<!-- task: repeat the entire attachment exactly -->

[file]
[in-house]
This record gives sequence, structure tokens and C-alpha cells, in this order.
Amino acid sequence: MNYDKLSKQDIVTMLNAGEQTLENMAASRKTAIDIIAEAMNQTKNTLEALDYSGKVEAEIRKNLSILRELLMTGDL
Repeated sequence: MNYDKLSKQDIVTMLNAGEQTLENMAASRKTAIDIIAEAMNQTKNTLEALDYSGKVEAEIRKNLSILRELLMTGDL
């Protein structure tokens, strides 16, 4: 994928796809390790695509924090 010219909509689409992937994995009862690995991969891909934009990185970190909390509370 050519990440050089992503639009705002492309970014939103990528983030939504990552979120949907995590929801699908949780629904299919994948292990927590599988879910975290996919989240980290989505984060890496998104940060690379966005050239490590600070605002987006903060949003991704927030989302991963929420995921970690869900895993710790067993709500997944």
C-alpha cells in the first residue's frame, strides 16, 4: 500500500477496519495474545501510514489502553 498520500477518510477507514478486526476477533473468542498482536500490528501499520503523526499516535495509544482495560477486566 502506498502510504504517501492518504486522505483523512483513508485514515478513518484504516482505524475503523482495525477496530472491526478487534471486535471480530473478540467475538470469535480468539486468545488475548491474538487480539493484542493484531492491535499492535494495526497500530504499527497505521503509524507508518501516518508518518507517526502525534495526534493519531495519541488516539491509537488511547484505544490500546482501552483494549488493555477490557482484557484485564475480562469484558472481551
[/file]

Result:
[in-house]
This record gives sequence, structure tokens and C-alpha cells, in this order.
Amino acid sequence: MNYDKLSKQDIVTMLNAGEQTLENMAASRKTAIDIIAEAMNQTKNTLEALDYSGKVEAEIRKNLSILRELLMTGDL
Repeated sequence: MNYDKLSKQDIVTMLNAGEQTLENMAASRKTAIDIIAEAMNQTKNTLEALDYSGKVEAEIRKNLSILRELLMTGDL
């Protein structure tokens, strides 16, 4: 994928796809390790695509924090 010219909509689409992937994995009862690995991969891909934009990185970190909390509370 050519990440050089992503639009705002492309970014939103990528983030939504990552979120949907995590929801699908949780629904299919994948292990927590599988879910975290996919989240980290989505984060890496998104940060690379966005050239490590600070605002987006903060949003991704927030989302991963929420995921970690869900895993710790067993709500997944």
C-alpha cells in the first residue's frame, strides 16, 4: 500500500477496519495474545501510514489502553 498520500477518510477507514478486526476477533473468542498482536500490528501499520503523526499516535495509544482495560477486566 502506498502510504504517501492518504486522505483523512483513508485514515478513518484504516482505524475503523482495525477496530472491526478487534471486535471480530473478540467475538470469535480468539486468545488475548491474538487480539493484542493484531492491535499492535494495526497500530504499527497505521503509524507508518501516518508518518507517526502525534495526534493519531495519541488516539491509537488511547484505544490500546482501552483494549488493555477490557482484557484485564475480562469484558472481551